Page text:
The White House was, on Friday pushing back at concerns over the journey's cost.
Ben Rhodes, a top foreign policy aide to Obama, admitted that the president, despite his Kenyan heritage, had focused far more on other regions, including Asia and Europe, than Africa, despite crucial US interests there.
"For the United States to say we're a world leader except in this continent doesn't make any sense," said Rhodes, a deputy national security advisor.
"The US would be ceding its leadership position in the world if the president of the United States was not deeply engaged in Africa," Rhodes said.
Obama is due to travel to Senegal, South Africa and Tanzania on a trip beginning at the end of this month for his first prolonged stay on the continent since taking office.
He has previously visited sub-Saharan Africa only once as president, with a short stay in Ghana in 2009.
Rhodes noted that Obama had travelled multiple times to the Asia-Pacific region, as part of a rebalancing of US foreign policy there and had made many trips to Europe, so Africa needed some attention.
"Africa's a critically important region of the world. We have huge interests there. You've got some of the fastest growing economies in Africa. You've got a massively growing youth population.
"You've got key security and counterterrorism issues that we work on with African countries," he said, adding that key US interests in combating HIV/AIDS, and in supporting global health were also rooted in the continent.
"This is a deeply substantive trip and one that has been highly anticipated on the continent. Frankly, there's been great disappointment that the president hasn't travelled to Africa until this point other than a brief stop in Ghana."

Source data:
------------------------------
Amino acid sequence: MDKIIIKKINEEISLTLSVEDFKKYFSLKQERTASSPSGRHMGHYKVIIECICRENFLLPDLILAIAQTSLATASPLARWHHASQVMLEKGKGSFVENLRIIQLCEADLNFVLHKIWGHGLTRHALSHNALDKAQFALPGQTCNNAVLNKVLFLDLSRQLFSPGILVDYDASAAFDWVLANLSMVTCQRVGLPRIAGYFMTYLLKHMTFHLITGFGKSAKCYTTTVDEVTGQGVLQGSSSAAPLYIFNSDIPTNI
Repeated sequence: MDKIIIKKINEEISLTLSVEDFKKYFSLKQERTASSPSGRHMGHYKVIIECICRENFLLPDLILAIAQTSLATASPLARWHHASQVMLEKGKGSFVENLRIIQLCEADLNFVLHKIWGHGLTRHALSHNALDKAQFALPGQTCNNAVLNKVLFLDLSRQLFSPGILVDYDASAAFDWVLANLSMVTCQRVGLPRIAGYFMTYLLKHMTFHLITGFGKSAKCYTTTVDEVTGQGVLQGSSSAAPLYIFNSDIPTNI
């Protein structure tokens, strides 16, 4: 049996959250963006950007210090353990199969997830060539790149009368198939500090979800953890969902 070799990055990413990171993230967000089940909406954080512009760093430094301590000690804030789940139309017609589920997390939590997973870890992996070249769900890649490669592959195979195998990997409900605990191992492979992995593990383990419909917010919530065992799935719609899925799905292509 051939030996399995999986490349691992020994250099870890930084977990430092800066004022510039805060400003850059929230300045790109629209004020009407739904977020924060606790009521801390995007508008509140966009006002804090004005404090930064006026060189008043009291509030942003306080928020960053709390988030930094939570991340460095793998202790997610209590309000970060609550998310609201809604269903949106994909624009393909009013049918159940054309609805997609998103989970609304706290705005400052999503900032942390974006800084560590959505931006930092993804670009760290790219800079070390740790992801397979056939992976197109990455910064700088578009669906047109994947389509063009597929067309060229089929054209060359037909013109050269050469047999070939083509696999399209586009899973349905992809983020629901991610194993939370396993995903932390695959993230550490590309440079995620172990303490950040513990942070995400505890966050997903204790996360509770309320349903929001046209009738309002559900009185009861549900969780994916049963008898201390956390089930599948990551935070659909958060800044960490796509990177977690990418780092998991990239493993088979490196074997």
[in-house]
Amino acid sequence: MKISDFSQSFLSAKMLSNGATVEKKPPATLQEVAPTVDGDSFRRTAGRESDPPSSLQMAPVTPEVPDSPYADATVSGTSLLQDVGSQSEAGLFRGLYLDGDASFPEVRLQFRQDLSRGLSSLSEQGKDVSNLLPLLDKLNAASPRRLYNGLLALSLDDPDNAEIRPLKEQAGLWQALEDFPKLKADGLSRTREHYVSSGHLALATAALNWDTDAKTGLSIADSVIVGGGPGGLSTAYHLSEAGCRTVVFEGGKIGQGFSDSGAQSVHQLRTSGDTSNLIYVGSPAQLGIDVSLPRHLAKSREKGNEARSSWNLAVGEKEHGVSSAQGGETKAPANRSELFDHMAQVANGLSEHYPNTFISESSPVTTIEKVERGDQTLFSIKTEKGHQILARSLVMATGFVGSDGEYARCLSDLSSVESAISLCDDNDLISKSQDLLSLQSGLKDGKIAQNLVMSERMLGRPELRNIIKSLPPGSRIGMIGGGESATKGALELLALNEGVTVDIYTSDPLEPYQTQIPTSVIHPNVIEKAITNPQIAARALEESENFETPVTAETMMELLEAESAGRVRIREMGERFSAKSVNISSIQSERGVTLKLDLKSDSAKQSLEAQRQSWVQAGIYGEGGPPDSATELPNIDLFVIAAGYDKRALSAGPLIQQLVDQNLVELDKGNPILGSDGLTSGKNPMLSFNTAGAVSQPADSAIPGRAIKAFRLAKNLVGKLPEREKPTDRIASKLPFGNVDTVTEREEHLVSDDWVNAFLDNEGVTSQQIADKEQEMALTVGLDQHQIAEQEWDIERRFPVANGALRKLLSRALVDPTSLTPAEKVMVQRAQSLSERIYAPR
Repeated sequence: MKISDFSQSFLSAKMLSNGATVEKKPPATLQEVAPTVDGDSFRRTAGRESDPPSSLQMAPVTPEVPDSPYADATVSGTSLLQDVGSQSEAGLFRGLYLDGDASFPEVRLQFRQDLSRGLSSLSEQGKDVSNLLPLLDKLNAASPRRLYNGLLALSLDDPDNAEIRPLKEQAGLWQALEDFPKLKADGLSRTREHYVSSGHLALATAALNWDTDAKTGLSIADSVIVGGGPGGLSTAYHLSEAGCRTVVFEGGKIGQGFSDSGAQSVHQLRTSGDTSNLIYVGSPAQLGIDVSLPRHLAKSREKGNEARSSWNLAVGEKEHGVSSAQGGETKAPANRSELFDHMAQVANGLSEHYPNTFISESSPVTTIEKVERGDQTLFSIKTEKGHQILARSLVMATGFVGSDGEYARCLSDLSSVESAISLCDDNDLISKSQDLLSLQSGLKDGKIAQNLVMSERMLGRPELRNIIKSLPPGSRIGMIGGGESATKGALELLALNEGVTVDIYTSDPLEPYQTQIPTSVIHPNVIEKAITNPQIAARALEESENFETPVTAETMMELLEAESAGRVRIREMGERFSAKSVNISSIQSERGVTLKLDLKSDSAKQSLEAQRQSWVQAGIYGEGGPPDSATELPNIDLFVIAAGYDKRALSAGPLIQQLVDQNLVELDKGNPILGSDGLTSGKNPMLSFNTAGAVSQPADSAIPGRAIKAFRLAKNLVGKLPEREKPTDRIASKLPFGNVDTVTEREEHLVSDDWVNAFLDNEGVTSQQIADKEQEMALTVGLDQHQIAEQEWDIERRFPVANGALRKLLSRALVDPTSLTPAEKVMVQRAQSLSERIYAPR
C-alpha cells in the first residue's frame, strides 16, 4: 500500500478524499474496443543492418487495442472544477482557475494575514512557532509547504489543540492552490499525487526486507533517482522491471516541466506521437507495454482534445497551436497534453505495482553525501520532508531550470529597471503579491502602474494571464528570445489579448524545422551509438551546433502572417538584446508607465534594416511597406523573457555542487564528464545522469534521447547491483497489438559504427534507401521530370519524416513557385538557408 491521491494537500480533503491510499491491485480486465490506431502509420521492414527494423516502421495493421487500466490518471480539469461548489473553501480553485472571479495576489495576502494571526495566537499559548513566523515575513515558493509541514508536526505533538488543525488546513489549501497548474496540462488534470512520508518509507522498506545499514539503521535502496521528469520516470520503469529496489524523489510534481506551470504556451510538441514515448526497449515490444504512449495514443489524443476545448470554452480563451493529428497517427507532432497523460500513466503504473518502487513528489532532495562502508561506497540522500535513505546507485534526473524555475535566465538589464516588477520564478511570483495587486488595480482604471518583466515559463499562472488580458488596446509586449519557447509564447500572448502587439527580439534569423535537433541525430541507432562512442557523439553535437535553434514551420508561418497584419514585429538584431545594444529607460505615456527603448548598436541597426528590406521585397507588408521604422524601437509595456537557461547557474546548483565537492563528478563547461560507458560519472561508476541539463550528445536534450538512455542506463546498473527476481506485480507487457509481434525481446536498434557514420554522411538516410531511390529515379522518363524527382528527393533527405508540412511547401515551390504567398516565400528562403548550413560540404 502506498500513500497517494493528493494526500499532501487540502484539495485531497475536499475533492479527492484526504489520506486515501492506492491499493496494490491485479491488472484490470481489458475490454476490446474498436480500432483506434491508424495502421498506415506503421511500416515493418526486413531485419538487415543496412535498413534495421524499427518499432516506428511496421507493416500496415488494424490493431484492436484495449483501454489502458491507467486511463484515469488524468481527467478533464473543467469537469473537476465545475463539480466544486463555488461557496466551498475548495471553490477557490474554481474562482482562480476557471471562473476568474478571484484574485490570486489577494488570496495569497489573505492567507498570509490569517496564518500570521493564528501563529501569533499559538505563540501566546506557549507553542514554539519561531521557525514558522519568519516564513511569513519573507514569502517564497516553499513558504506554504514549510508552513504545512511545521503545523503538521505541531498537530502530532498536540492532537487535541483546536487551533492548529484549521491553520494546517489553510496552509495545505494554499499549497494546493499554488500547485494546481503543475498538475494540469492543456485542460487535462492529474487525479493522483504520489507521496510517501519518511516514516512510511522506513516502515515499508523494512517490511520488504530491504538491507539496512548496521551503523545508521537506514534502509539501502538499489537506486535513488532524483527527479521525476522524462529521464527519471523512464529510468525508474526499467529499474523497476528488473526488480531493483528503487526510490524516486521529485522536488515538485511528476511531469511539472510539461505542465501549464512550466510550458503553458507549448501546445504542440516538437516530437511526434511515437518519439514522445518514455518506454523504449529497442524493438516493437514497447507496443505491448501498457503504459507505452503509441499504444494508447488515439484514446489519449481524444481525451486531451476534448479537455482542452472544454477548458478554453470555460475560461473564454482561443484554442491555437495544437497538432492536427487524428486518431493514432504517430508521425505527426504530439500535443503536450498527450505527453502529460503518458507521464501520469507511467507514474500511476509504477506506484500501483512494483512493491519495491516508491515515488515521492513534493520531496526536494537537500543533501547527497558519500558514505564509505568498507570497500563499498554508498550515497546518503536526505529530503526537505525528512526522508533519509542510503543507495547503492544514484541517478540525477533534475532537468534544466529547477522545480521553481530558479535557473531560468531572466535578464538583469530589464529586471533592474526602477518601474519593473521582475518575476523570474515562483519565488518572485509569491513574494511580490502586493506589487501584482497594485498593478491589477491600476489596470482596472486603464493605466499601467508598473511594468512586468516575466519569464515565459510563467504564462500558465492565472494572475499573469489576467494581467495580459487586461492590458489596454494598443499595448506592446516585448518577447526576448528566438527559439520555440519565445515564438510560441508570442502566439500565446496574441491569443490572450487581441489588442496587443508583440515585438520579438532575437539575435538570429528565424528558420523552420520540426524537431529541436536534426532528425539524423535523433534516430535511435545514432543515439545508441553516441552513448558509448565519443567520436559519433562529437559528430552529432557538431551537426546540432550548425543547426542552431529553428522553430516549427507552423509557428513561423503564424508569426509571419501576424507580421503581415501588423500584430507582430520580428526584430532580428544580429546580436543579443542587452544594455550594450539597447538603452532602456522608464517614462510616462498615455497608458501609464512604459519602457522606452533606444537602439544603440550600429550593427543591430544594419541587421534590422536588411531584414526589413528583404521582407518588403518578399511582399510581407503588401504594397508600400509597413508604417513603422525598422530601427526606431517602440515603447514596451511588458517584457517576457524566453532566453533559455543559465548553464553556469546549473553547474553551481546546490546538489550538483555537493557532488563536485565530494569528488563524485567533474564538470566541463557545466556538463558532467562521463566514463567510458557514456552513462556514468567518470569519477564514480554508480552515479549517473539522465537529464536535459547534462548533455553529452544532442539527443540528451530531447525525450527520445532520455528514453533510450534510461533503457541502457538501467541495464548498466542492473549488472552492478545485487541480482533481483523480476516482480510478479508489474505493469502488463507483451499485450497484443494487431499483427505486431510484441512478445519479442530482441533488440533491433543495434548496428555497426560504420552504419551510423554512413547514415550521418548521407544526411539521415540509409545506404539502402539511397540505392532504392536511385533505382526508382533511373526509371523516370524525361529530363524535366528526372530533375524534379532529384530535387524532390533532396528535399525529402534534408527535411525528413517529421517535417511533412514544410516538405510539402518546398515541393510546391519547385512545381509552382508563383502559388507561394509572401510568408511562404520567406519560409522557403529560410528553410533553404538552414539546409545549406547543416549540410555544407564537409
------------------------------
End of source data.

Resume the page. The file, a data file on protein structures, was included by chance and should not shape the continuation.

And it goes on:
"The president is not going to retreat from an entire continent."
The Washington Post reported on Thursday that plans for Obama to take a safari with his family in Tanzania had been cancelled due to budgetary concerns.
The newspaper, citing a Secret Service planning document, said the excursion would have required Obama's counter-assault team to carry sniper rifles with high-caliber rounds that could neutralise cheetahs, lions or other animals.
The paper said Obama's Africa tour, his first since taking office in January 2009, could cost the US government between $60-million and $100-million, based on cost of similar trips in recent years.
The report comes as many government agencies struggle with mandatory budget cuts that took effect in March because US lawmakers failed to strike a wider budget deal.
Hundreds of Secret Service agents are dispatched for the president's overseas visits along with dozens of vehicles, planes and other military and security assets.
The White House said that it was up to the Secret Service to determine costs and security needs for the US leader abroad – as was the case under former presidents George W. Bush and Clinton for instance.
Both Bush and Clinton undertook significant tours of Africa as president, requiring the vast security and logistical infrastructure that follows the US leader wherever he goes.
Rhodes, noting that other powers, including China, were seeking to increase their influence in Africa, portrayed Obama's upcoming visit as a smart investment.
"There will be a great bang for our buck for being in Africa.
"When you travel to regions like Africa that don't get a lot of presidential attention, you tend to have very long-standing and long-running impact from the visit." – Sapa-AFP